For the years I knew her it was extremely rare for her to do anything first or for herself, especially when her grandkids were around.
She cooked dinner, we ate first.
We wanted to watch a TV show, she turned the channel.
She cooked Christmas cookies, we always ate them first (and found her hidden spot in the downstairs freezer and raided that as well)
I wish I realized this all in my younger years. It wasn’t until this Renaissance Period and deep reflection that I realized (very luckily) that some of this rubbed off on me and a whole bunch more of it needed to be refined. It took some work to iron out the learnings and apply them to my life. But here’s what I came up with. Simply put like Nana Ro would have done.
Feed others first that otherwise can’t feed themselves.
Translation – Many people, to no fault of their own, have a narrow view of the world, business, new technology, etc. and you have the opportunity to be the guide of information for them to open up a new way of thinking. You can help people help themselves by feeding their minds with creative ways of solving a problem or simply suggesting to them to ask the correct question to themselves to gain a new lens on the same situation. You need to do it with honesty and humility, however, as this is the way for people to start buying into those ideas but you have to let people be the hero of their own story and you are just the guide to get them to their destination.
Don’t be so polished and lighten the room up
Let the ego go! Nobody wants or needs the hard-ass and it doesn’t go over well anymore. I’m not saying to not be professional especially in business environments but try to be “business casual” in your encounters with most people. They’re human just like you and do you think they are as happy as they seem or don’t have 15 other things on their mind or even want to be at this particular job? So lighten up the room, have fun, be personable. It not only differentiates you from almost everyone else but you get more out of people that way. Being yourself builds trust and respect much quicker than putting on “a show”. Trust me, people can see right through the charade. Just stop it!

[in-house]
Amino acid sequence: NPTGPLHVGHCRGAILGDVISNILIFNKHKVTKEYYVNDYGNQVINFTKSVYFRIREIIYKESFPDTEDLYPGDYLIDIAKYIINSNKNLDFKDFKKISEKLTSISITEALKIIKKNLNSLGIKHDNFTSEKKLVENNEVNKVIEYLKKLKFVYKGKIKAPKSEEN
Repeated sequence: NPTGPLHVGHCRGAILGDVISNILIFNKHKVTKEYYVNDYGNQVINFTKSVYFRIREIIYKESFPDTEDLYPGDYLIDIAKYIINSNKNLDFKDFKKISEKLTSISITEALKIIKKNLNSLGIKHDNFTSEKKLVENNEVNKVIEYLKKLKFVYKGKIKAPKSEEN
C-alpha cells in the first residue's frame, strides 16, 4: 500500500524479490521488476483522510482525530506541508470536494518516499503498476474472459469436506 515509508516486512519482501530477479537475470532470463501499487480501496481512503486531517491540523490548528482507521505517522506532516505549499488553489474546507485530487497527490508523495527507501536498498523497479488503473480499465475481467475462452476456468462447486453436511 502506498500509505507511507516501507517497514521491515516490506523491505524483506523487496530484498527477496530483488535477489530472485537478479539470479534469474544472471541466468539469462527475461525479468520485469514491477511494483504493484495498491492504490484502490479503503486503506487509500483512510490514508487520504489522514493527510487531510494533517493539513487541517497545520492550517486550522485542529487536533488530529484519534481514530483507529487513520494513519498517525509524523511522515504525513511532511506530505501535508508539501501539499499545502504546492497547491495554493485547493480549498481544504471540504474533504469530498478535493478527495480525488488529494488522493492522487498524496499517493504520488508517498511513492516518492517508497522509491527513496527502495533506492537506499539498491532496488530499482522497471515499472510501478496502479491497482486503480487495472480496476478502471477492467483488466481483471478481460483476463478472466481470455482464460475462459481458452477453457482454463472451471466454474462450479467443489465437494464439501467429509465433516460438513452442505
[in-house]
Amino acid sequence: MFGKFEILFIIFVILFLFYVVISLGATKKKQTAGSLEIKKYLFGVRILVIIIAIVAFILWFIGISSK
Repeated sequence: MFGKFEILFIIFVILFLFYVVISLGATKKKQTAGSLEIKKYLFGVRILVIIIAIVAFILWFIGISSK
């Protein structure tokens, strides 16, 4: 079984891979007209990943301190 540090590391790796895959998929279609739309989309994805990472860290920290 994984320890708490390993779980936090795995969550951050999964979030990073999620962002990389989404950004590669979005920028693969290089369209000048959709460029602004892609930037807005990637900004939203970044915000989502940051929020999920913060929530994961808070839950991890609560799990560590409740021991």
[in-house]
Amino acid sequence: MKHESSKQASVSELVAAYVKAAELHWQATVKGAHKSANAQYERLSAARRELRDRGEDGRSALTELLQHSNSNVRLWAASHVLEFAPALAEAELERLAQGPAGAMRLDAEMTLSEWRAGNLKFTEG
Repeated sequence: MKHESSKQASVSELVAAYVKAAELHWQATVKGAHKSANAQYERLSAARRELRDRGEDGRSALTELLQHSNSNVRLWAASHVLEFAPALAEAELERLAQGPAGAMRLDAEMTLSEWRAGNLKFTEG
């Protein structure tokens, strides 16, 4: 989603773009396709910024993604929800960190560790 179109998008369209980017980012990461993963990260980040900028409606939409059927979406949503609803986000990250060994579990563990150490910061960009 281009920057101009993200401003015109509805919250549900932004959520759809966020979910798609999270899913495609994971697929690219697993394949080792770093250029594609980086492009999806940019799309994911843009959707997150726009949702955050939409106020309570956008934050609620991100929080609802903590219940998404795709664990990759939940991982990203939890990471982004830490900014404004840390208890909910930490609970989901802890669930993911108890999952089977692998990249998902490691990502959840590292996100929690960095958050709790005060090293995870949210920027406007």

Bring a smile to everyone you encounter
Smile more often. Take the glass-half-full approach to life. There are a lot of bad times and challenging situations but you have a choice to make each and every day. You decide on the attitude you’re taking into your family life, your business, your workouts, and everything else that matters to you. Even though things may not be perfect, be the strong one that others can use for inspiration. I know it can be hard but looking at life through the positive lens ends up making it much easier and manageable. You somehow can breathe a bit more freely. The storm clouds seem to pass and the days just appear brighter. Trust me, it works, because I’ve tried it both ways.
Although I narrowed down to three bite-sized chunks, I learned so much from Nana Ro that I can’t put in one article. Some stuff I am still uncovering periodically as I reminisce about my childhood and the time I was lucky to spend with her.
I miss my Nana Ro very much. She passed away in the Spring of 2019 and I think about her often. I think about her kindness and the love she projected out into the world and hope she’d be proud of my mission and the impact I am trying to make on the world.